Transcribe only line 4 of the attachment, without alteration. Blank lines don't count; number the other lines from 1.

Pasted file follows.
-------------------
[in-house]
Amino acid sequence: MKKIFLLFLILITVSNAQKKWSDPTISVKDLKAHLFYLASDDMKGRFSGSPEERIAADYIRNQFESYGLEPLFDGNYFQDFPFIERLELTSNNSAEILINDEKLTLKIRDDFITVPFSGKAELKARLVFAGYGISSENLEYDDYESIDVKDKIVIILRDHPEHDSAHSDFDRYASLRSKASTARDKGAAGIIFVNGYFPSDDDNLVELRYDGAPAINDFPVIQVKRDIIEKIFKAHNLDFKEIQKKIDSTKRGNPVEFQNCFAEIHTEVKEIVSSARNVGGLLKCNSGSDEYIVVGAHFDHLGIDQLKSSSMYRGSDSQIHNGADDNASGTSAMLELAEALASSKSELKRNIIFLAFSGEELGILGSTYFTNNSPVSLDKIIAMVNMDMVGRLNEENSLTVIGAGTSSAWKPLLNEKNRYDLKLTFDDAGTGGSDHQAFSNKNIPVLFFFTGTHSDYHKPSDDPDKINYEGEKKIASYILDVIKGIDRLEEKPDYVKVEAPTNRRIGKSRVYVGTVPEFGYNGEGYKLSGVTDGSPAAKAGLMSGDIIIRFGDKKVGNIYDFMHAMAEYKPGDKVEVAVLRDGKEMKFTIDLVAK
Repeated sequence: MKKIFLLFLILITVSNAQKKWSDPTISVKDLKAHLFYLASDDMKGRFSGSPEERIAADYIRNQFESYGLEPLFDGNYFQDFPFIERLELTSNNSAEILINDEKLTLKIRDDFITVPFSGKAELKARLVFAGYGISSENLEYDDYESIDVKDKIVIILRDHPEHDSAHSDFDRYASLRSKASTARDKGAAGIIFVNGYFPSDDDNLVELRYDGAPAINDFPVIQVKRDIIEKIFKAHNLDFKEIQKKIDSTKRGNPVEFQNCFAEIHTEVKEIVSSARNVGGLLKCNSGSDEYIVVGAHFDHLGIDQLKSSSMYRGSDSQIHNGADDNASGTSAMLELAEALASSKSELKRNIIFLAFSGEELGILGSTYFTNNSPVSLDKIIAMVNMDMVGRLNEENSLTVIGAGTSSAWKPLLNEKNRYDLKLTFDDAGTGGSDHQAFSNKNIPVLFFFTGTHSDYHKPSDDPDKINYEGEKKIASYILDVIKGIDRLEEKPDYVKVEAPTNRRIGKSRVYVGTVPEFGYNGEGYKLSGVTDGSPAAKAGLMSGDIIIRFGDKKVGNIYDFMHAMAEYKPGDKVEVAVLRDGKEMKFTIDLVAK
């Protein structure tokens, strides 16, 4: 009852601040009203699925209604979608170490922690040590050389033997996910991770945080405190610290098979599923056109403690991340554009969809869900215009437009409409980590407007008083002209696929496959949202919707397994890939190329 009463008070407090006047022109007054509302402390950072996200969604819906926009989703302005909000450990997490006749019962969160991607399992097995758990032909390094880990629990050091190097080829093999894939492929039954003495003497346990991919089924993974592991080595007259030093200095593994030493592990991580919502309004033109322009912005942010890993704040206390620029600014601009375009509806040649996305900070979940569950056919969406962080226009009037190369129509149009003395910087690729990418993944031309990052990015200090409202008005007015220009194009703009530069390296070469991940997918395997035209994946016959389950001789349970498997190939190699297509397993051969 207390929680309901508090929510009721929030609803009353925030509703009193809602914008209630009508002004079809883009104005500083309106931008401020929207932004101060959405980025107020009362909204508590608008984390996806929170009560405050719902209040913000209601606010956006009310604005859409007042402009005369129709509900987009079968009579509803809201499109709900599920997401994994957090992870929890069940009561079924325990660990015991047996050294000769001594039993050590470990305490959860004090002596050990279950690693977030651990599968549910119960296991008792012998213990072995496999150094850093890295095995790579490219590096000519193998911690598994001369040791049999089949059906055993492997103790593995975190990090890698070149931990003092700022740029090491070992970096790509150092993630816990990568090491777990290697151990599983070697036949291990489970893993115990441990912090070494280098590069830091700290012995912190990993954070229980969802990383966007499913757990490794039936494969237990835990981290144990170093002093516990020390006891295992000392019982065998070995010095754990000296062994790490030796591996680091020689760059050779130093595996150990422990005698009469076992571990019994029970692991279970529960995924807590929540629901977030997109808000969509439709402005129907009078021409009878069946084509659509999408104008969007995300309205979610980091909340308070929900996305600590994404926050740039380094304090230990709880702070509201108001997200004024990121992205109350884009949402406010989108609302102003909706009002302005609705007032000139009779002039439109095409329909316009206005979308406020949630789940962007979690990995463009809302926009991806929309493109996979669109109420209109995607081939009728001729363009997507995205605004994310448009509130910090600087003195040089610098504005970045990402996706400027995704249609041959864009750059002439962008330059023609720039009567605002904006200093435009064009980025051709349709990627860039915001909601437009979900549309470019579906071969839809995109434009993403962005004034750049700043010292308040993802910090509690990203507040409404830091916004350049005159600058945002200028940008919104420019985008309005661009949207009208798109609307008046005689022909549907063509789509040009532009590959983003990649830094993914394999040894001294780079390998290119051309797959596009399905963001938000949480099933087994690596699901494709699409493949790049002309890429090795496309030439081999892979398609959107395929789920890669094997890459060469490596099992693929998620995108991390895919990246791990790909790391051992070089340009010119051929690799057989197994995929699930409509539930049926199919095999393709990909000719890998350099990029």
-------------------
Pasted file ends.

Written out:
């Protein structure tokens, strides 16, 4: 009852601040009203699925209604979608170490922690040590050389033997996910991770945080405190610290098979599923056109403690991340554009969809869900215009437009409409980590407007008083002209696929496959949202919707397994890939190329 009463008070407090006047022109007054509302402390950072996200969604819906926009989703302005909000450990997490006749019962969160991607399992097995758990032909390094880990629990050091190097080829093999894939492929039954003495003497346990991919089924993974592991080595007259030093200095593994030493592990991580919502309004033109322009912005942010890993704040206390620029600014601009375009509806040649996305900070979940569950056919969406962080226009009037190369129509149009003395910087690729990418993944031309990052990015200090409202008005007015220009194009703009530069390296070469991940997918395997035209994946016959389950001789349970498997190939190699297509397993051969 207390929680309901508090929510009721929030609803009353925030509703009193809602914008209630009508002004079809883009104005500083309106931008401020929207932004101060959405980025107020009362909204508590608008984390996806929170009560405050719902209040913000209601606010956006009310604005859409007042402009005369129709509900987009079968009579509803809201499109709900599920997401994994957090992870929890069940009561079924325990660990015991047996050294000769001594039993050590470990305490959860004090002596050990279950690693977030651990599968549910119960296991008792012998213990072995496999150094850093890295095995790579490219590096000519193998911690598994001369040791049999089949059906055993492997103790593995975190990090890698070149931990003092700022740029090491070992970096790509150092993630816990990568090491777990290697151990599983070697036949291990489970893993115990441990912090070494280098590069830091700290012995912190990993954070229980969802990383966007499913757990490794039936494969237990835990981290144990170093002093516990020390006891295992000392019982065998070995010095754990000296062994790490030796591996680091020689760059050779130093595996150990422990005698009469076992571990019994029970692991279970529960995924807590929540629901977030997109808000969509439709402005129907009078021409009878069946084509659509999408104008969007995300309205979610980091909340308070929900996305600590994404926050740039380094304090230990709880702070509201108001997200004024990121992205109350884009949402406010989108609302102003909706009002302005609705007032000139009779002039439109095409329909316009206005979308406020949630789940962007979690990995463009809302926009991806929309493109996979669109109420209109995607081939009728001729363009997507995205605004994310448009509130910090600087003195040089610098504005970045990402996706400027995704249609041959864009750059002439962008330059023609720039009567605002904006200093435009064009980025051709349709990627860039915001909601437009979900549309470019579906071969839809995109434009993403962005004034750049700043010292308040993802910090509690990203507040409404830091916004350049005159600058945002200028940008919104420019985008309005661009949207009208798109609307008046005689022909549907063509789509040009532009590959983003990649830094993914394999040894001294780079390998290119051309797959596009399905963001938000949480099933087994690596699901494709699409493949790049002309890429090795496309030439081999892979398609959107395929789920890669094997890459060469490596099992693929998620995108991390895919990246791990790909790391051992070089340009010119051929690799057989197994995929699930409509539930049926199919095999393709990909000719890998350099990029």